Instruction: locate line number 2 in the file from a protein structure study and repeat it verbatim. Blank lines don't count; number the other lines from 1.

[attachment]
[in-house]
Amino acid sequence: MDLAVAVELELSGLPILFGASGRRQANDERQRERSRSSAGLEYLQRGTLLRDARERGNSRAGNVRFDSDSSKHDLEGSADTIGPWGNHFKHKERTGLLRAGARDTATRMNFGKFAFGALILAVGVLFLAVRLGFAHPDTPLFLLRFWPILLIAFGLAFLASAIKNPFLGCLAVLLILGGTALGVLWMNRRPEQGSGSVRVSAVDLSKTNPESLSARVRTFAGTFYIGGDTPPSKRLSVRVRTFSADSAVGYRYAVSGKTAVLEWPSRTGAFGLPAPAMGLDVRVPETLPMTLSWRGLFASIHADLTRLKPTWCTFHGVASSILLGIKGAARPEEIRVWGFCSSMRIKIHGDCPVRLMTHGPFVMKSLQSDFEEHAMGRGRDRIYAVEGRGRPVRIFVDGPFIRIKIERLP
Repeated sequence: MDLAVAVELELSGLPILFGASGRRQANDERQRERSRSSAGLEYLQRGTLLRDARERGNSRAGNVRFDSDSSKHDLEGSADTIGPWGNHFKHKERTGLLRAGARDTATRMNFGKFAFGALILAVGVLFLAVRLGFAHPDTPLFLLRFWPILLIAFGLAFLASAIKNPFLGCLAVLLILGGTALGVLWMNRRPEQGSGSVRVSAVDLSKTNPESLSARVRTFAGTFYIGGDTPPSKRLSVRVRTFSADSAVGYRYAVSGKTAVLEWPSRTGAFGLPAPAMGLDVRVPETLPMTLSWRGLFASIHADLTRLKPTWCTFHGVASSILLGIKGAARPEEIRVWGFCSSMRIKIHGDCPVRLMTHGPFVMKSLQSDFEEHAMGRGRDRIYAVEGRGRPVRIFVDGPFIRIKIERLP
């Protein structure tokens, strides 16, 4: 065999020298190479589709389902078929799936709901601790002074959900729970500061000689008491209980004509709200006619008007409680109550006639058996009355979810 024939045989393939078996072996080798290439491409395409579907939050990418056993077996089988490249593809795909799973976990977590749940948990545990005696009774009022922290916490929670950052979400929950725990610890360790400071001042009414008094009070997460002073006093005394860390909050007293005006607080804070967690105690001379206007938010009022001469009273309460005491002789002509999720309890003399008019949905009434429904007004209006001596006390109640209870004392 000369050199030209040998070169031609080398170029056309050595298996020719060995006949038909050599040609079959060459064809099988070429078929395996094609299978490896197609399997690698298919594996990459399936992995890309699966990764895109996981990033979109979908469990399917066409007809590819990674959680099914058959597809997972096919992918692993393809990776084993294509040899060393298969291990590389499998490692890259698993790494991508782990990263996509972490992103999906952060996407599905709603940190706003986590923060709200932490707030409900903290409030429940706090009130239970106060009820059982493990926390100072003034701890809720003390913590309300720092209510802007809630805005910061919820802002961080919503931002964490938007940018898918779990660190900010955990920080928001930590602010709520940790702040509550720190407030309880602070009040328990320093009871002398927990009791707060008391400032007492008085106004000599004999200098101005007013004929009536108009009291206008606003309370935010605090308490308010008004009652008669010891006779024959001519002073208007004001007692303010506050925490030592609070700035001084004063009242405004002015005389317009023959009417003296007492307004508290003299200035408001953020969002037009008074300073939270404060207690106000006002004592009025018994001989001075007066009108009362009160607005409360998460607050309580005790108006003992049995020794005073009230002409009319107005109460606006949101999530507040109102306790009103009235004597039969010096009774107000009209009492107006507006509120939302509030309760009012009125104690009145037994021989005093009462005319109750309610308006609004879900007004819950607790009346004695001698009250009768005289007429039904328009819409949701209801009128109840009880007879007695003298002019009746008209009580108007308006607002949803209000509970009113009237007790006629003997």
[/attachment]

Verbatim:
Amino acid sequence: MDLAVAVELELSGLPILFGASGRRQANDERQRERSRSSAGLEYLQRGTLLRDARERGNSRAGNVRFDSDSSKHDLEGSADTIGPWGNHFKHKERTGLLRAGARDTATRMNFGKFAFGALILAVGVLFLAVRLGFAHPDTPLFLLRFWPILLIAFGLAFLASAIKNPFLGCLAVLLILGGTALGVLWMNRRPEQGSGSVRVSAVDLSKTNPESLSARVRTFAGTFYIGGDTPPSKRLSVRVRTFSADSAVGYRYAVSGKTAVLEWPSRTGAFGLPAPAMGLDVRVPETLPMTLSWRGLFASIHADLTRLKPTWCTFHGVASSILLGIKGAARPEEIRVWGFCSSMRIKIHGDCPVRLMTHGPFVMKSLQSDFEEHAMGRGRDRIYAVEGRGRPVRIFVDGPFIRIKIERLP